On Wednesday, March 30, 2011, I testified before the Arkansas Senate Judiciary Committee along with five others (four of them pastors) in favor of HB1958, the Church Carry bill. It passed the relatively anti-gun House Judiciary Committee and the full House of Representatives with wide bipartisan support.
The bill was sponsored by Rep. Bryan King (R-Green Forest). The Senate sponsor was Senator Jason Rapert (R-Bigelow). In committee, Rep. King, Senator Rapert (a member of the Senate Judiciary Committee himself) and Rep. Randy Stewart (D-Kirby) all spoke in support of the bill. Committee member and Vice Chair Ruth Whittaker (R-Cedarville) said that she fully supported the bill.
I was the first member of the public to testify. I brought attention to the fact that the current law is likely unconstitutional, even according to some very anti-gun legal gurus. The current law singles out churches while all other private properties can determine for themselves whether they will allow concealed carry on the premises. I also brought up the fact that I am a concealed handgun instructor and my students are law-abiding, honest people. They are proficient. I talked about all the violence in American churches that requires force to be met with force. None of this mattered. Half of the committee left as I spoke. Perhaps they had legitimate business to attend to… or perhaps they didn’t want to be on the record with a vote. Whatever the case, they were gone. There were already too few votes to get the bill passed even if all present voted ‘Aye’ on the Do Pass motion.
Senator Stephanie Flowers (D-Pine Bluff) did most of the questioning. Her position against the bill was obvious. She first tried to question me and get me to somehow admit that training was inadequate or vetting of CHCL holders was anemic. I didn’t do that because neither of those is the case. She then pursued another avenue – suggesting that since shotguns were legal to carry, perhaps we should carry those instead. That drew laughter from the audience, and Rep. Stewart had to explain to her that shotguns don’t shoot a single projectile – that they shoot “shot” that would scatter and form a wide pattern of destruction. She clearly learned something new that day, so not all was lost.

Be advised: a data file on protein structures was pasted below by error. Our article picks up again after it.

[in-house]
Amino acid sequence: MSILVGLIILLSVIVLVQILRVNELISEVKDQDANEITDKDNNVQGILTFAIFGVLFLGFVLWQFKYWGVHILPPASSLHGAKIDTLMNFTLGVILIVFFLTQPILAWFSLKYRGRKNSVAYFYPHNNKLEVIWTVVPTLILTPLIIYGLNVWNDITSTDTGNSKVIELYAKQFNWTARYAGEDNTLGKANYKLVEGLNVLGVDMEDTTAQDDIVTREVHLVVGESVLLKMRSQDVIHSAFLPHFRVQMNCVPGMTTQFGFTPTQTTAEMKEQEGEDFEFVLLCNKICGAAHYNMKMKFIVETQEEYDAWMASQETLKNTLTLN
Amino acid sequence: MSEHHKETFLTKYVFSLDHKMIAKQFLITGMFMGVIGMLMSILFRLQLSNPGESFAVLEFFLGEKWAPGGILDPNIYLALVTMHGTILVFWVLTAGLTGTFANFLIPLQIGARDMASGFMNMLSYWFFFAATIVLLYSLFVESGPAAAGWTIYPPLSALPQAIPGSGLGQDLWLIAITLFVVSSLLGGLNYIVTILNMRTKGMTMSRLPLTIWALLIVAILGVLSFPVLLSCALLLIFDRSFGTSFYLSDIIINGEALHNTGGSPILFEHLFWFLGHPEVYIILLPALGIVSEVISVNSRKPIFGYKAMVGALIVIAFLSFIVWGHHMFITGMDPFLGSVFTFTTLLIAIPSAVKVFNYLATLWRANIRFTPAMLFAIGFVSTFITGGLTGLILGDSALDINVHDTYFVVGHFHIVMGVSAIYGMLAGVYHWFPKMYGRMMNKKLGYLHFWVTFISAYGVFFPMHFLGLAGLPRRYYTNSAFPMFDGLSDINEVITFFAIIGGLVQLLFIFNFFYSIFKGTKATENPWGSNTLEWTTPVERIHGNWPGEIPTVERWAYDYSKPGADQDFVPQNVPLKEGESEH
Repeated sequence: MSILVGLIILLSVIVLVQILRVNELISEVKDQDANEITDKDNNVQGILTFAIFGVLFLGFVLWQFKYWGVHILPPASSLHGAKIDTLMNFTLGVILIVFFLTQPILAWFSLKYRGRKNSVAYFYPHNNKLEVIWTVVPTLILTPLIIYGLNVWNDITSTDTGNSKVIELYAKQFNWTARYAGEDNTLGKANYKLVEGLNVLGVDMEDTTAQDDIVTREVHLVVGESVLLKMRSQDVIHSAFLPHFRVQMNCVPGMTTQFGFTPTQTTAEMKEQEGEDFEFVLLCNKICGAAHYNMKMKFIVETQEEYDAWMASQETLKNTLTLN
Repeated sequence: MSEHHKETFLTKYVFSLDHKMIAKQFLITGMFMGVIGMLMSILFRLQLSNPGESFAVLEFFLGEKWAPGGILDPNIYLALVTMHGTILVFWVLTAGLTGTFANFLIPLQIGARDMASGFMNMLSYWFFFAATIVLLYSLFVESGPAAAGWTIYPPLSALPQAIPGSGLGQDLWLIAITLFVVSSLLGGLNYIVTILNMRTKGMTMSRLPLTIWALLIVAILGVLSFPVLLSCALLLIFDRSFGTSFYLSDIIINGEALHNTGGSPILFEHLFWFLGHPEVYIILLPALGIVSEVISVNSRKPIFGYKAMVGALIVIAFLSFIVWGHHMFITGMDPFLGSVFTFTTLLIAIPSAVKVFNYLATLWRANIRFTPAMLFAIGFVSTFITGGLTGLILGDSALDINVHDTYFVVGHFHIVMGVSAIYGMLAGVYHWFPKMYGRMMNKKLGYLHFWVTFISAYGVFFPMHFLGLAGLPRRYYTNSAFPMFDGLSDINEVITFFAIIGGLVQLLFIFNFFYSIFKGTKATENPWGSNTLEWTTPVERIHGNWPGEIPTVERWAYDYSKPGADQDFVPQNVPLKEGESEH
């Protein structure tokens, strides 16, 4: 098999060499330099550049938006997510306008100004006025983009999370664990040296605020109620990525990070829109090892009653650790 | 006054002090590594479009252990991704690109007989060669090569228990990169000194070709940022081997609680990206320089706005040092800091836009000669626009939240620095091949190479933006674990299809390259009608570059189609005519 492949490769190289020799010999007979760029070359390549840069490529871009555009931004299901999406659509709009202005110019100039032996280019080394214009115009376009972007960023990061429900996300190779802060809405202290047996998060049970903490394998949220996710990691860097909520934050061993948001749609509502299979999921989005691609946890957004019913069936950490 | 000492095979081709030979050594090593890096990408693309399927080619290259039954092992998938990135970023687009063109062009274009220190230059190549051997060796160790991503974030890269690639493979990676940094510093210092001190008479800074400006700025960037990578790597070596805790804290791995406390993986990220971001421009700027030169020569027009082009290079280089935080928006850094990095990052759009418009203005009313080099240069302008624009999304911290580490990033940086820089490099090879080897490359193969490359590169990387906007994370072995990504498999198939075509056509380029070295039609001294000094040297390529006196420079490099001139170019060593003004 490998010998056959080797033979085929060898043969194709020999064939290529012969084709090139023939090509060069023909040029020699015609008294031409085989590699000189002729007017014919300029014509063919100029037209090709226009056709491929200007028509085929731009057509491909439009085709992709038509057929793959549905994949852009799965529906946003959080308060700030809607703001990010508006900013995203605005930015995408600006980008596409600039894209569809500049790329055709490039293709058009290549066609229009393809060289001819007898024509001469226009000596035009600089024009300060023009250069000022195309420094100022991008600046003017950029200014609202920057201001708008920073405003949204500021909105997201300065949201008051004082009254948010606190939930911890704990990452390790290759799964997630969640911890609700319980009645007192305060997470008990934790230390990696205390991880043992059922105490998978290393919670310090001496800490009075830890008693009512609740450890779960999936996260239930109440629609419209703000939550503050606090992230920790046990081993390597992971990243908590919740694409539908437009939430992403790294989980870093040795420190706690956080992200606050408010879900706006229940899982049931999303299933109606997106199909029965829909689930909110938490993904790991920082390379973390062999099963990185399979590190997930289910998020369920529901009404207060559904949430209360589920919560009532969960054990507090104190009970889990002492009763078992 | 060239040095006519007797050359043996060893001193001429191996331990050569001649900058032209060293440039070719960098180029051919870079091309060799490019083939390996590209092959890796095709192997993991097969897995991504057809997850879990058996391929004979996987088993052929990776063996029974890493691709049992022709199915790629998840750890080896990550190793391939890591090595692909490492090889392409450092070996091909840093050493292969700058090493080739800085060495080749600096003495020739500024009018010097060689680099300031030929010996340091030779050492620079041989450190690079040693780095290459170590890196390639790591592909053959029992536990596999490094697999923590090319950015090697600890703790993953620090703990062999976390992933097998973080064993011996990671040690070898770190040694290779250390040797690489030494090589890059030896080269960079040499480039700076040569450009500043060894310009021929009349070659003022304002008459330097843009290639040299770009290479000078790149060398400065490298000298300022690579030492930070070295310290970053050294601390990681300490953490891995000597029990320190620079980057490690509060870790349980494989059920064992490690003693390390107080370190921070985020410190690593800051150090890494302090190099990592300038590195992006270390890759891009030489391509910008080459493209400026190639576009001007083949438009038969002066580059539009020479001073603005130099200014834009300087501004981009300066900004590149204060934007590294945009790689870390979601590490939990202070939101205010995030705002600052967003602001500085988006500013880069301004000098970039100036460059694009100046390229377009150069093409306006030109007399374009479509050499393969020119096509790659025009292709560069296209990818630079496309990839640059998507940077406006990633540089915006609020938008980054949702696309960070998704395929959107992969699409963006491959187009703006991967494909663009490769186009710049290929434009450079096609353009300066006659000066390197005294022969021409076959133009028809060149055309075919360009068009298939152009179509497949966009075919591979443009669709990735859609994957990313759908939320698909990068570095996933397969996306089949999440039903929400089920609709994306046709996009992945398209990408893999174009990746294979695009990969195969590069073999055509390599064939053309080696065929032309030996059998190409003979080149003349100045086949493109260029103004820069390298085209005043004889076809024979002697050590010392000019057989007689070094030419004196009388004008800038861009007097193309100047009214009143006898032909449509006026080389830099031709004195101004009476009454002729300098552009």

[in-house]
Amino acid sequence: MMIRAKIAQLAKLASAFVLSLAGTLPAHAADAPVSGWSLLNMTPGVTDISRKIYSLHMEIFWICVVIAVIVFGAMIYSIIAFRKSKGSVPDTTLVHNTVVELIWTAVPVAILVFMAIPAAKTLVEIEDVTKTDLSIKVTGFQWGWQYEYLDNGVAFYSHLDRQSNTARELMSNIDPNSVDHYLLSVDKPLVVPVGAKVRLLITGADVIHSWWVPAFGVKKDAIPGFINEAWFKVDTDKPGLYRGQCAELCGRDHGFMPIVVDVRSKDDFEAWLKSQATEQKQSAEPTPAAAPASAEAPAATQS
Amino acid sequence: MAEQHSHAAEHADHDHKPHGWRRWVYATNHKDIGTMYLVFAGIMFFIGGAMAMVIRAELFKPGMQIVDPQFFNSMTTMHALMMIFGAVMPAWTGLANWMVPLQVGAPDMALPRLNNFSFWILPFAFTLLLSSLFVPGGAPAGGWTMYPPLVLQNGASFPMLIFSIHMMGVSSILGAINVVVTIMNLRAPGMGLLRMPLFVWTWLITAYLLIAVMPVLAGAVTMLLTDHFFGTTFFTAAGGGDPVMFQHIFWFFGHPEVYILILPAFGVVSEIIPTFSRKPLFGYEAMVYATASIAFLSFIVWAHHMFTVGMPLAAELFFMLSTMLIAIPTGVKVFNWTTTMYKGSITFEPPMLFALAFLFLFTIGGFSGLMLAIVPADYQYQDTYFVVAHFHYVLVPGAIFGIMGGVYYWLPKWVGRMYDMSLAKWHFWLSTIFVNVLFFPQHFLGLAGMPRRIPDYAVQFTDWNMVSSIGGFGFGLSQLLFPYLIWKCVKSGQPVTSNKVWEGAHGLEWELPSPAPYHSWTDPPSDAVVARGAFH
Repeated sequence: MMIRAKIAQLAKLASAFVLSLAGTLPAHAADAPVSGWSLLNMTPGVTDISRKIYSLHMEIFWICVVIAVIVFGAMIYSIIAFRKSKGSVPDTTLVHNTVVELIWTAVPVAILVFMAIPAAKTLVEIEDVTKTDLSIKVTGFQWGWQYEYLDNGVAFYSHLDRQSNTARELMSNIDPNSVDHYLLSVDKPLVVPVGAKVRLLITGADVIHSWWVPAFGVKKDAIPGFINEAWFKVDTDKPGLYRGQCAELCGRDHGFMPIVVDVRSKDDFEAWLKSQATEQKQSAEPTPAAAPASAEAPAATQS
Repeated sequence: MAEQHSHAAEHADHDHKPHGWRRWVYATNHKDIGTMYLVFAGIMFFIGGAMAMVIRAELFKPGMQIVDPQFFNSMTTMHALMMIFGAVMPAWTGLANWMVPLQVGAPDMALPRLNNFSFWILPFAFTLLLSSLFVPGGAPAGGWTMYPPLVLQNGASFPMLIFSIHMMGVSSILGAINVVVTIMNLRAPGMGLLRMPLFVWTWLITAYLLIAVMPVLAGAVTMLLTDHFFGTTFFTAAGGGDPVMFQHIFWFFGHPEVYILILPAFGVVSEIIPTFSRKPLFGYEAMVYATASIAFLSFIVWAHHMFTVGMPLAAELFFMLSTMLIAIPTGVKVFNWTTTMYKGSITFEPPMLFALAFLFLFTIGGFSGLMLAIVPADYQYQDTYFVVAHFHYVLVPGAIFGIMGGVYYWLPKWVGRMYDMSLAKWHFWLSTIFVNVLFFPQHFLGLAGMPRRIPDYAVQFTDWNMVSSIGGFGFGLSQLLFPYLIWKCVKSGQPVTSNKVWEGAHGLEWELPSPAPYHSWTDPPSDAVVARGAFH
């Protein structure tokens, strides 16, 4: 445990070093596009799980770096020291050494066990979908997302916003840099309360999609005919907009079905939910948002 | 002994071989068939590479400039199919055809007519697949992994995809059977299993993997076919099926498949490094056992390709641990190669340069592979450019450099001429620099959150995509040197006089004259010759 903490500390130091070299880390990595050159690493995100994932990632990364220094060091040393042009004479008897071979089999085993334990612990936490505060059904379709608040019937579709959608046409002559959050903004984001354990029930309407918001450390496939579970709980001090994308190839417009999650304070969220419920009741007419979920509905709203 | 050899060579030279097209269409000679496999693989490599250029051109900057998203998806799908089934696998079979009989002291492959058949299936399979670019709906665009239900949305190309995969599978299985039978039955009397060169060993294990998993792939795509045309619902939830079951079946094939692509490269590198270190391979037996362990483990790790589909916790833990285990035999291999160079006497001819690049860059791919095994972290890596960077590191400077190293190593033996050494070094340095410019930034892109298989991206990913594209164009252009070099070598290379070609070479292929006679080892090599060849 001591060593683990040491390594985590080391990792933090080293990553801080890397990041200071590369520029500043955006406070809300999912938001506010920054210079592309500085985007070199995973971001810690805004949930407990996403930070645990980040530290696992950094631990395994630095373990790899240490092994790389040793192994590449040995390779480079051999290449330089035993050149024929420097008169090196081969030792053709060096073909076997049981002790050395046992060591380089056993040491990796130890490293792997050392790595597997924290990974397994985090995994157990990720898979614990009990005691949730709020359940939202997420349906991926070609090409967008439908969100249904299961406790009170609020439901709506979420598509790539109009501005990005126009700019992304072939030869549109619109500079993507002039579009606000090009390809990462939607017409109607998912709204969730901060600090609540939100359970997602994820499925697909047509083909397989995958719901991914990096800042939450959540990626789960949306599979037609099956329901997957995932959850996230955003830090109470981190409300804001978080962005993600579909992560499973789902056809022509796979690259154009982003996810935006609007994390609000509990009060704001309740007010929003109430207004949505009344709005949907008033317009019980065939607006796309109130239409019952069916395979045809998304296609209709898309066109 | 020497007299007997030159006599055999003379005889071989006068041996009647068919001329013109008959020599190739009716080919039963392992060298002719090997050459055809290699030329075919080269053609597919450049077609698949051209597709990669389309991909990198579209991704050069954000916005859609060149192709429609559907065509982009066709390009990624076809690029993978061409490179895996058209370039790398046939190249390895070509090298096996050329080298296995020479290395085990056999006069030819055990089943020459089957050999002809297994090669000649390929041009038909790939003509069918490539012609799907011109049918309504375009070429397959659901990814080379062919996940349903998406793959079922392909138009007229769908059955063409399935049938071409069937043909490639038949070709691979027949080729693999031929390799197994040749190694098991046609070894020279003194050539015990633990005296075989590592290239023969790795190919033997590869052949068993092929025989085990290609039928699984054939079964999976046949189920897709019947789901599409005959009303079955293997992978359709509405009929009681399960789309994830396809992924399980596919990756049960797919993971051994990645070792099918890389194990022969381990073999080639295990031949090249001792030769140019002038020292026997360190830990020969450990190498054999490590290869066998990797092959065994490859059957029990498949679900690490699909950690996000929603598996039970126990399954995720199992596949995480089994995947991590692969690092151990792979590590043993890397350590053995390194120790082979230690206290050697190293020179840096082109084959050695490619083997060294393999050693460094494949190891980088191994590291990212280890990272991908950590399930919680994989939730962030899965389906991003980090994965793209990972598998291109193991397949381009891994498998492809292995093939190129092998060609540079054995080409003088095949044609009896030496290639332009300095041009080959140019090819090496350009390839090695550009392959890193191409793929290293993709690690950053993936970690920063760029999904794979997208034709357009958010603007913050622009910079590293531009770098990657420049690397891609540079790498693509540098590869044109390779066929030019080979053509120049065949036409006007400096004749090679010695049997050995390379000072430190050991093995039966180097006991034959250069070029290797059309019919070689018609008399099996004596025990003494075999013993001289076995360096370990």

Four Arkansas pastors spoke in support of the bill, including the pastor of Bible Baptist Church in Conway. When he suggested that one of the primary causes of concern for him was his own personal safety, he added that he’d had guns pointed at him twice during his ministerial career. He said that he was worried for his own life and worried for his congregation. He didn’t want to be without his family or have his kids & grandkids be without him. Senator Flowers callously replied, “sometimes people just die.”
A total of 6 witnesses spoke for the bill. None spoke against.
Senator Flowers increasingly lost control of both her emotions and the tone of her voice. By the end of the meeting she admitted that she harbored bigoted feelings regarding pastors when she drew attention to the “stuff [they’re] spewing”… suggesting that Arkansas preachers were riling up their congregations for murder. She also shared a personal story from her own church that she thought would have turned deadly had anyone had a gun that day. No mention of the fact, of course, that someone probably did have a gun – it just wasn’t legal. Flowers also repeated the old line: “Guns do not belong in the House of God!” completely ignoring, of course, the fact that Jesus ordered his disciples to arm themselves with the the ancient equivalent of an M4 today, for their own personal protection. She also establishes HER favored religious position and pushes it on the rest of us. This was never about guns in church — it was always about allowing churches to decide and getting the government out of religious and personal property decisions.
The meeting was adjourned as Flowers screamed that she didn’t want to come back for a vote.
There was a vote held that evening, and Flowers didn’t bother showing up (that’s the same as a “no” vote). Here’s the final vote:
No (Anti-1st Amendment Vote):
Not Voting (Anti-1st Amendment Abstention):
The measure failed since 5 votes are required to get the bill out of committee. Chairman Luker declined to “sign the bill out” and allow it to be voted on by the full Senate despite the overwhelming vote in support of the bill in the full House.
There is no hope for another bill until a new legislature convenes in 2013. The earliest we can hope to have a bill working for churches, then, is mid-summer, 2013.